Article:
By Jeremy Batstone-Carr, European Strategist, Raymond James UK
“Turning and turning in the widening gyre. The falcon cannot hear the falconer”
— W.B Yeats, The Second Coming
August usually delivers its fair share of news even as the attention of the many is diverted by the summer’s seasonal delights and even in an unseasonably damp United Kingdom. Financial markets have wrestled with an increasingly lopsided-looking global economy, pricing adjustments reflecting, on the one hand, the “second coming” of the United States where, despite aggressive interest rate hikes, activity is proving more than resilient. On the other hand, a “fourth turning” of a stagnating Chinese economy the consequence of which has been record capital outflows, a slumping stock market and plunging currency. Whilst the stock and bond markets of the UK and Europe have moved to reflect developments on the international stage, domestic economic conditions are, for now, holding steady in the centre ground. The truth, as Oscar Wilde once quipped, is rarely pure and never simple, a fact not lost on the world’s most important central banks as they obsess over how best to position monetary policy in this far-from-normal post-pandemic economic cycle.
“We are navigating by the stars under cloudy skies”.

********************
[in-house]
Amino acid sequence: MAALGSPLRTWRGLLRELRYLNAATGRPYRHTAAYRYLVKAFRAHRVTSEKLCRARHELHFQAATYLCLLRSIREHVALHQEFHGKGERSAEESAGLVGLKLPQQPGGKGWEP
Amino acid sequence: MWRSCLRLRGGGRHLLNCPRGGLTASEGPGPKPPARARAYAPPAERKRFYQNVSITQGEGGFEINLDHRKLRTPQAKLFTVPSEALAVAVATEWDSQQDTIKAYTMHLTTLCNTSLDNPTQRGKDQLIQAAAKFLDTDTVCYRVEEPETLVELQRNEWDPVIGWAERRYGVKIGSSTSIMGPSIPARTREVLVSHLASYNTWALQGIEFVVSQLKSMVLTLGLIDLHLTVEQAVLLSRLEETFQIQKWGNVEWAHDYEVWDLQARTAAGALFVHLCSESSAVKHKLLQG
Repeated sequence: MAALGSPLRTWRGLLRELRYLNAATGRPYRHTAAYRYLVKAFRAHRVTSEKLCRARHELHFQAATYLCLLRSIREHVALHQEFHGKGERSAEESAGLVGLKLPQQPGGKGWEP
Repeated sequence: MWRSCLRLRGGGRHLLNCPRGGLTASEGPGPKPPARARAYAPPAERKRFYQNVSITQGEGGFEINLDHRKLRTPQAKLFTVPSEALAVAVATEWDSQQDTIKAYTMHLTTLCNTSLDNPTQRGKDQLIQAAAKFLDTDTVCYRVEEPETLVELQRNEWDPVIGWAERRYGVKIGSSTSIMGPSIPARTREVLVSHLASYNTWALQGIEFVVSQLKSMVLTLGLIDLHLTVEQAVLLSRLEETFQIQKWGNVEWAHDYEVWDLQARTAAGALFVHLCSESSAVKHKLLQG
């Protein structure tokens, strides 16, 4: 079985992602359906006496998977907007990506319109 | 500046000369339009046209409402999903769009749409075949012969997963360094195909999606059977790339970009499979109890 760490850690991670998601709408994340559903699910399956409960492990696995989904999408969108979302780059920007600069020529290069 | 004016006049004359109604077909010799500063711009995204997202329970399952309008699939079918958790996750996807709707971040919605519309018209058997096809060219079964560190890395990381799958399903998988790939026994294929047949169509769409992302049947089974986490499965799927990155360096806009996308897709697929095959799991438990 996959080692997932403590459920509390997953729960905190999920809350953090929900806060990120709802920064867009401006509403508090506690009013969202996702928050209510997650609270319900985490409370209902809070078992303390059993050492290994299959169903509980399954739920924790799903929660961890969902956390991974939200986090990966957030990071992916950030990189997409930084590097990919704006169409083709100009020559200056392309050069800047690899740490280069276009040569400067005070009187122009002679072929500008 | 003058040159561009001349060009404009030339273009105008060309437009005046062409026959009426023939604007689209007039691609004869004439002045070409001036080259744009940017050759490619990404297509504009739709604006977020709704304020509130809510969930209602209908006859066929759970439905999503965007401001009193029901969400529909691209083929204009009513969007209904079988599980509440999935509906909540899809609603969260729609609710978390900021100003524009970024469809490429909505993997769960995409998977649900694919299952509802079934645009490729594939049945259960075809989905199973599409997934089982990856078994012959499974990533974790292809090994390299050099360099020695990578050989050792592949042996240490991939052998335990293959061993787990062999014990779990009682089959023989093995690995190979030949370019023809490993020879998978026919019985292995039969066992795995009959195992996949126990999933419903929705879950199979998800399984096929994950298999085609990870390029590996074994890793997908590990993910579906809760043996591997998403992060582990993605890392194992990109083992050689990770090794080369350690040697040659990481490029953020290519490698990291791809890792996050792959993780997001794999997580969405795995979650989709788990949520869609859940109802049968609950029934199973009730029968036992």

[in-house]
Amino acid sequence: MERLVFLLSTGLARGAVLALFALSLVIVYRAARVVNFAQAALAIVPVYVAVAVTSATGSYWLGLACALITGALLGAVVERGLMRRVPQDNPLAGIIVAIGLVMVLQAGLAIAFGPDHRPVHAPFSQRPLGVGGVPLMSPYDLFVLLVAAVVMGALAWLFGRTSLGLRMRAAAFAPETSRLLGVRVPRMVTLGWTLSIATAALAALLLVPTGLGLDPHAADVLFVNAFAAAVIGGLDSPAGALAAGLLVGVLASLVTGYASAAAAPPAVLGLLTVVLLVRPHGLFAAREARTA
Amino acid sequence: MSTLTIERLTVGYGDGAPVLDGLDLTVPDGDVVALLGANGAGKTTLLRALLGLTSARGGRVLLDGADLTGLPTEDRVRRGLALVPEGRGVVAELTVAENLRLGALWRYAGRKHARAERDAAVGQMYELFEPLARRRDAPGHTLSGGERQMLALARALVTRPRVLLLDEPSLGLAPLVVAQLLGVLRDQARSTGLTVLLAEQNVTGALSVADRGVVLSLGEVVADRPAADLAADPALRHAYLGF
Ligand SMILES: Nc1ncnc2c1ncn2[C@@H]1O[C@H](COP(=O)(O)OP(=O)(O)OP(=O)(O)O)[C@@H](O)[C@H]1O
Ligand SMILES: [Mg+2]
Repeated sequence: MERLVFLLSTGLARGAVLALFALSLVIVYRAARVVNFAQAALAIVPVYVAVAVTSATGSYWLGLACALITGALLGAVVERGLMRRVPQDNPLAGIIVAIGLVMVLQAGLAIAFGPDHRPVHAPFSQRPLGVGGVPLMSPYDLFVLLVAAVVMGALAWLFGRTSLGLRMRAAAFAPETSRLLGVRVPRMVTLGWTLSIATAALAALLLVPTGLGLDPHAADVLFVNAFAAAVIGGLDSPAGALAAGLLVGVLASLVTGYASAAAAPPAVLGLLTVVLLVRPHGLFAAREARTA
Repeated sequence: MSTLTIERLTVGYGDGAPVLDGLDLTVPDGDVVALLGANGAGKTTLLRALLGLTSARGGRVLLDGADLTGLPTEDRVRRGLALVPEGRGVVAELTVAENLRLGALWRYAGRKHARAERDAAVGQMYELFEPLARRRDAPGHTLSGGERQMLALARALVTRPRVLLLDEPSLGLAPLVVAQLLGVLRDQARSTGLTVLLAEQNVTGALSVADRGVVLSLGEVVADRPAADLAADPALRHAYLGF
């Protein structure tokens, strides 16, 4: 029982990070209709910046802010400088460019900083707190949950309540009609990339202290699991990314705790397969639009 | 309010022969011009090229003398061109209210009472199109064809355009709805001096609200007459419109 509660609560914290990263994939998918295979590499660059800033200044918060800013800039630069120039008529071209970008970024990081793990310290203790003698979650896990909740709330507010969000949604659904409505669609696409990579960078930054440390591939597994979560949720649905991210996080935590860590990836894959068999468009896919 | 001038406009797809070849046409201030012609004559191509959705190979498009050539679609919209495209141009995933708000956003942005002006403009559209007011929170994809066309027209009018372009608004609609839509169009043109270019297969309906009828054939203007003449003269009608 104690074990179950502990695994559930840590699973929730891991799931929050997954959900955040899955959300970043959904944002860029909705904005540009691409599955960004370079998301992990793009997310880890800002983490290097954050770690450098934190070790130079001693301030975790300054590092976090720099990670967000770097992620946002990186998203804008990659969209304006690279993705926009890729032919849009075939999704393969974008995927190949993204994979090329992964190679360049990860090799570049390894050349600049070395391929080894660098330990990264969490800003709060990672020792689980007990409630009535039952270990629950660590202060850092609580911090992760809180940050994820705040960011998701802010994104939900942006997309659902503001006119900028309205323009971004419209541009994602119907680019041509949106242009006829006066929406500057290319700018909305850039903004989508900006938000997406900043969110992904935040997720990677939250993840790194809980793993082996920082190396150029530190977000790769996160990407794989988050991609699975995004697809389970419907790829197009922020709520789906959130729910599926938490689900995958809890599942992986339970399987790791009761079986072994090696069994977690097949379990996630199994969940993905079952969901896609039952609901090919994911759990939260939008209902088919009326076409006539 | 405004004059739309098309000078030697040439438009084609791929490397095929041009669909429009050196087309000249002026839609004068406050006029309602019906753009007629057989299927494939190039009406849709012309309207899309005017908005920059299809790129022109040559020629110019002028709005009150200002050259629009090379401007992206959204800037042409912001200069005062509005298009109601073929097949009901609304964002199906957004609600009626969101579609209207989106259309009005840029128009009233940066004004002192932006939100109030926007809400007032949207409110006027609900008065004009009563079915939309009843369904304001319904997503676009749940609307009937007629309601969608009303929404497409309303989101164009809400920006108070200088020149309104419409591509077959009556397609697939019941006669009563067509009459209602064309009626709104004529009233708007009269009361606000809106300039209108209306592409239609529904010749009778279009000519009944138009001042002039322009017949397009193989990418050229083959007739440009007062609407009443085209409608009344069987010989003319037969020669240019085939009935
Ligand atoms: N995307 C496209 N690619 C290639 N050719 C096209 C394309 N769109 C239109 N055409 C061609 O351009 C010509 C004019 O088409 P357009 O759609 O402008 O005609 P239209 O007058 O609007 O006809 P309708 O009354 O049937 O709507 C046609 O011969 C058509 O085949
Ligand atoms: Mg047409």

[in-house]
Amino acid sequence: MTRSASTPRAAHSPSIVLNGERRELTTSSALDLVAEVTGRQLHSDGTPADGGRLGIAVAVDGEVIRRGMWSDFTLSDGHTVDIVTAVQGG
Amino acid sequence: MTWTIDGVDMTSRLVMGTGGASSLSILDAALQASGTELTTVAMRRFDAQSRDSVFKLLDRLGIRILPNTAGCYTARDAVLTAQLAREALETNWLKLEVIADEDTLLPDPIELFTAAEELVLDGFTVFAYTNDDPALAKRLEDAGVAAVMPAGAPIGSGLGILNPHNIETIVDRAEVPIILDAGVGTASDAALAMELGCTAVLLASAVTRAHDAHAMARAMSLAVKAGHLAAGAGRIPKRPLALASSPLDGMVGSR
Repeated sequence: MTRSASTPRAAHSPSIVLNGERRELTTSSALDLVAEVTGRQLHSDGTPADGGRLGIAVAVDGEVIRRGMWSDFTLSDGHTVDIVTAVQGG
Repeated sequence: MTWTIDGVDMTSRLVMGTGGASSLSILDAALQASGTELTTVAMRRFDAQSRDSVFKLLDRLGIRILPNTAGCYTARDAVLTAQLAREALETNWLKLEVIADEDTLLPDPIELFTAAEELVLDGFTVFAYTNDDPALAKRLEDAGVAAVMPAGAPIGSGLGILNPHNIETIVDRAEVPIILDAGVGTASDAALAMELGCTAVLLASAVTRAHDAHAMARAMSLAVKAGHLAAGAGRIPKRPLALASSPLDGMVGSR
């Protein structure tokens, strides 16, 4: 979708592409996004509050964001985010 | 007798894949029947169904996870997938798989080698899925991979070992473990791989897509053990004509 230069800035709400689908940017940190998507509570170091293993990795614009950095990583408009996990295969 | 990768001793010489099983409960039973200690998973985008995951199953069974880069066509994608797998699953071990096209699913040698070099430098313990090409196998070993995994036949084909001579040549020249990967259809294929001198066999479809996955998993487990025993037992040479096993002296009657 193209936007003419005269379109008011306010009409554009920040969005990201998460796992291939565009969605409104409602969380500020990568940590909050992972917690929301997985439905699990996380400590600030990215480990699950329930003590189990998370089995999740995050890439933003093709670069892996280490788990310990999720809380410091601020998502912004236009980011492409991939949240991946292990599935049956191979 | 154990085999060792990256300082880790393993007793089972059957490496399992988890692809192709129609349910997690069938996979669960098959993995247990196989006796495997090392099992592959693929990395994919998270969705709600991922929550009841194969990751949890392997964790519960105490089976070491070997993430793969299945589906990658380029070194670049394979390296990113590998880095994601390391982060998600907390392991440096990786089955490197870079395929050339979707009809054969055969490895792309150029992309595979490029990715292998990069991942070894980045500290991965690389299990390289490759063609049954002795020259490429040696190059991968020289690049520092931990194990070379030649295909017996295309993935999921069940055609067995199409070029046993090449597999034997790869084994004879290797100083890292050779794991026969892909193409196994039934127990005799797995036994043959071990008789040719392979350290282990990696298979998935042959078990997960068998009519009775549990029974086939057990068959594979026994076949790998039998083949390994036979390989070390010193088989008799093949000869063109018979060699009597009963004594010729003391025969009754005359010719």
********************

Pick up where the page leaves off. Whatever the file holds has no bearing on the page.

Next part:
“We are navigating by the stars under cloudy skies”. So said Mr Jerome Powell, Chairman of the Federal Reserve at the conclusion of his remarks at the US central bank’s annual Jackson Hole symposium in Wyoming. Despite having raised US interest rates at the most aggressive pace in a generation, by 5 ¼% in little over a year in the battle to curb inflation, the US economy is proving remarkably resilient. While the aim of the Fed’s rate hiking programme might be to suppress growth to the extent that price pressures subside to and sustainably hit the 2% medium term target, the reality is that so far activity has been well above trend throughout 2023. Not only that, but the surprising strength of recent data implies that not only could the US economy avoid a hard landing (recession), it might not experience any landing whatsoever. In the Treasury bond market pricing has adjusted to accommodate such a prospect, short-dated yields hitting and holding their highest levels since the 2008 financial crisis. The stock market has lost some ground, partially giving back gains earlier in the year, but not markedly so and the heavyweight technology sector has beaten expectations as the corporate reporting season has unfolded. Investor enthusiasm for the potential derived from the roll-out and deployment of artificial intelligence remains undimmed.
It is often said that where the US economy leads, the UK economy will not be far behind.
It is often said that where the US economy leads, the UK economy will not be far behind. This might be too much to hope for despite the latter’s better-than-expected growth recorded over the second quarter. Forward-looking business surveys in the US, UK and Euro Area paint a subdued picture regarding prospects, the lagged effect of earlier interest rate increases still fully to percolate through to the real economy, notwithstanding the fact that, in the UK, mortgage rates have hit their highest level in years and house prices are subsiding even as the broader economy holds steady.